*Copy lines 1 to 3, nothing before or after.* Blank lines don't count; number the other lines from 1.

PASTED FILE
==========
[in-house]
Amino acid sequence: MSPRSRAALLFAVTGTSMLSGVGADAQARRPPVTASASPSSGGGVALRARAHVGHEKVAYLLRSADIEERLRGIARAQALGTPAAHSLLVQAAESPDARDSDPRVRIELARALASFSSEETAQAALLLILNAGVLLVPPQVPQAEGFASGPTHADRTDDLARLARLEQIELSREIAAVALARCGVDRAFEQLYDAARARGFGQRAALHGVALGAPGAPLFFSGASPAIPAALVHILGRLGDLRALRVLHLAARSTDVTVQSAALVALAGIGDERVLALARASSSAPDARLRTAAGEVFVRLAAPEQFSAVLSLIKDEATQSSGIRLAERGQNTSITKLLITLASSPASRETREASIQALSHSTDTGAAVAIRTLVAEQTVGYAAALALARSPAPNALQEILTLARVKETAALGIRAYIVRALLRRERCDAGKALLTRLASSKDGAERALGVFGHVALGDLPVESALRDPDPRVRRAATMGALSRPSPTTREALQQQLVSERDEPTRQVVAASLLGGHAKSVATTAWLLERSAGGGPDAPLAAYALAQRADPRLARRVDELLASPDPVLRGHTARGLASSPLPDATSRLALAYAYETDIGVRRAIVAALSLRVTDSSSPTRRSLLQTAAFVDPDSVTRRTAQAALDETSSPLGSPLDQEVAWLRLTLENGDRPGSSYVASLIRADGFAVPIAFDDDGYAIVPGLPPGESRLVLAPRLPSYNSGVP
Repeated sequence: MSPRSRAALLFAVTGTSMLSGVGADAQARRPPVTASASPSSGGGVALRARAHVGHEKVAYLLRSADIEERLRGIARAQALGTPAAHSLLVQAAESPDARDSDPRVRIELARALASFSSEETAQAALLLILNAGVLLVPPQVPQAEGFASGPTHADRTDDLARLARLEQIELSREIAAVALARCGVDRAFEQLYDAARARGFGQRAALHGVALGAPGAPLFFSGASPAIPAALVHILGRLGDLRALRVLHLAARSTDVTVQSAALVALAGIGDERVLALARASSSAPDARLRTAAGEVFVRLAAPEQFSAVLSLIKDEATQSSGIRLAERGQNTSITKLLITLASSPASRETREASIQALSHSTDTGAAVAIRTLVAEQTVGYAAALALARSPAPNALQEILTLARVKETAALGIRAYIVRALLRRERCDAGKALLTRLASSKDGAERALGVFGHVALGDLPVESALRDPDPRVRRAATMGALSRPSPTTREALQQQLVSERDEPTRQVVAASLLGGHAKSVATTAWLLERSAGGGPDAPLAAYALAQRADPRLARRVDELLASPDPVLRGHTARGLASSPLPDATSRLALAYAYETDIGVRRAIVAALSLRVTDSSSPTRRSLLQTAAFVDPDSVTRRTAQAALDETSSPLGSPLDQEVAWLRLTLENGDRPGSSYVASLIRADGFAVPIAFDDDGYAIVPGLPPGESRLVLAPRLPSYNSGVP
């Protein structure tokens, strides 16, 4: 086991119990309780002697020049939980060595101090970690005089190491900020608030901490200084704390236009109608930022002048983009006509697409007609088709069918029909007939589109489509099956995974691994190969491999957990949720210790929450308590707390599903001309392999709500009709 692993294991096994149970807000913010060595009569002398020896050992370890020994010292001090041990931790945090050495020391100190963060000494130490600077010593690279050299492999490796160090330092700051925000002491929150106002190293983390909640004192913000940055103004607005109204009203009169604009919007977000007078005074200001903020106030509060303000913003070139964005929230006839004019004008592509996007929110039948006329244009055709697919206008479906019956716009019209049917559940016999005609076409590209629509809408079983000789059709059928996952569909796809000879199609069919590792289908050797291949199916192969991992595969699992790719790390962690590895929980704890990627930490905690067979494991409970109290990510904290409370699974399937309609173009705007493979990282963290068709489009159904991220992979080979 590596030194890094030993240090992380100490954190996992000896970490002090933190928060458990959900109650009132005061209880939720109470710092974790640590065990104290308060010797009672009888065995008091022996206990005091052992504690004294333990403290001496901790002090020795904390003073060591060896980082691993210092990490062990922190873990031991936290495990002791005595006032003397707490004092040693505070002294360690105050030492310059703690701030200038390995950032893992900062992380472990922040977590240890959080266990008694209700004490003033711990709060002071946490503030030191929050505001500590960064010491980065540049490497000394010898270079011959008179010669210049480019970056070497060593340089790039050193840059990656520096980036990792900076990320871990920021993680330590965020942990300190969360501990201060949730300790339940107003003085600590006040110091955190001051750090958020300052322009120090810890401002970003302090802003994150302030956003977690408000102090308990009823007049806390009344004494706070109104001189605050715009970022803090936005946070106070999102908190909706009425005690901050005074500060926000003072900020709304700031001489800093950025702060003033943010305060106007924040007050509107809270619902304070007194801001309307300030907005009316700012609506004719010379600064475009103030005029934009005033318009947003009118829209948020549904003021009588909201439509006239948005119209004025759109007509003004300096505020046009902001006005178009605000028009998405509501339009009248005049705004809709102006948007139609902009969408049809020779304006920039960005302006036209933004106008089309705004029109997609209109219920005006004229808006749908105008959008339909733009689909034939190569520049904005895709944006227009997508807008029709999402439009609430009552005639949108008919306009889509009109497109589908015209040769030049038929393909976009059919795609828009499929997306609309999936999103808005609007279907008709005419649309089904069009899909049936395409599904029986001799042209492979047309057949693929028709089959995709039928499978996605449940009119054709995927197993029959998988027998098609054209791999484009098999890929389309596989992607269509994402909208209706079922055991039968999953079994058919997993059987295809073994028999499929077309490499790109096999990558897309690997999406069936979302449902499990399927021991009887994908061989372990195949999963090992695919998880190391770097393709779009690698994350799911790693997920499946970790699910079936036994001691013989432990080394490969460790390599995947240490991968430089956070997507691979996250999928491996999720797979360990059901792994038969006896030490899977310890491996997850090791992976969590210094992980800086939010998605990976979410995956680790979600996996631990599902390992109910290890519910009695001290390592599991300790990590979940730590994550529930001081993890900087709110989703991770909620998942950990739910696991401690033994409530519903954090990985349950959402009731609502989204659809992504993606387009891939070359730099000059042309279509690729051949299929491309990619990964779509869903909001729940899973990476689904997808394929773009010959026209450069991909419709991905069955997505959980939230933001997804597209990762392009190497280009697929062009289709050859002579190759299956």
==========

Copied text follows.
[in-house]
Amino acid sequence: MSPRSRAALLFAVTGTSMLSGVGADAQARRPPVTASASPSSGGGVALRARAHVGHEKVAYLLRSADIEERLRGIARAQALGTPAAHSLLVQAAESPDARDSDPRVRIELARALASFSSEETAQAALLLILNAGVLLVPPQVPQAEGFASGPTHADRTDDLARLARLEQIELSREIAAVALARCGVDRAFEQLYDAARARGFGQRAALHGVALGAPGAPLFFSGASPAIPAALVHILGRLGDLRALRVLHLAARSTDVTVQSAALVALAGIGDERVLALARASSSAPDARLRTAAGEVFVRLAAPEQFSAVLSLIKDEATQSSGIRLAERGQNTSITKLLITLASSPASRETREASIQALSHSTDTGAAVAIRTLVAEQTVGYAAALALARSPAPNALQEILTLARVKETAALGIRAYIVRALLRRERCDAGKALLTRLASSKDGAERALGVFGHVALGDLPVESALRDPDPRVRRAATMGALSRPSPTTREALQQQLVSERDEPTRQVVAASLLGGHAKSVATTAWLLERSAGGGPDAPLAAYALAQRADPRLARRVDELLASPDPVLRGHTARGLASSPLPDATSRLALAYAYETDIGVRRAIVAALSLRVTDSSSPTRRSLLQTAAFVDPDSVTRRTAQAALDETSSPLGSPLDQEVAWLRLTLENGDRPGSSYVASLIRADGFAVPIAFDDDGYAIVPGLPPGESRLVLAPRLPSYNSGVP
Repeated sequence: MSPRSRAALLFAVTGTSMLSGVGADAQARRPPVTASASPSSGGGVALRARAHVGHEKVAYLLRSADIEERLRGIARAQALGTPAAHSLLVQAAESPDARDSDPRVRIELARALASFSSEETAQAALLLILNAGVLLVPPQVPQAEGFASGPTHADRTDDLARLARLEQIELSREIAAVALARCGVDRAFEQLYDAARARGFGQRAALHGVALGAPGAPLFFSGASPAIPAALVHILGRLGDLRALRVLHLAARSTDVTVQSAALVALAGIGDERVLALARASSSAPDARLRTAAGEVFVRLAAPEQFSAVLSLIKDEATQSSGIRLAERGQNTSITKLLITLASSPASRETREASIQALSHSTDTGAAVAIRTLVAEQTVGYAAALALARSPAPNALQEILTLARVKETAALGIRAYIVRALLRRERCDAGKALLTRLASSKDGAERALGVFGHVALGDLPVESALRDPDPRVRRAATMGALSRPSPTTREALQQQLVSERDEPTRQVVAASLLGGHAKSVATTAWLLERSAGGGPDAPLAAYALAQRADPRLARRVDELLASPDPVLRGHTARGLASSPLPDATSRLALAYAYETDIGVRRAIVAALSLRVTDSSSPTRRSLLQTAAFVDPDSVTRRTAQAALDETSSPLGSPLDQEVAWLRLTLENGDRPGSSYVASLIRADGFAVPIAFDDDGYAIVPGLPPGESRLVLAPRLPSYNSGVP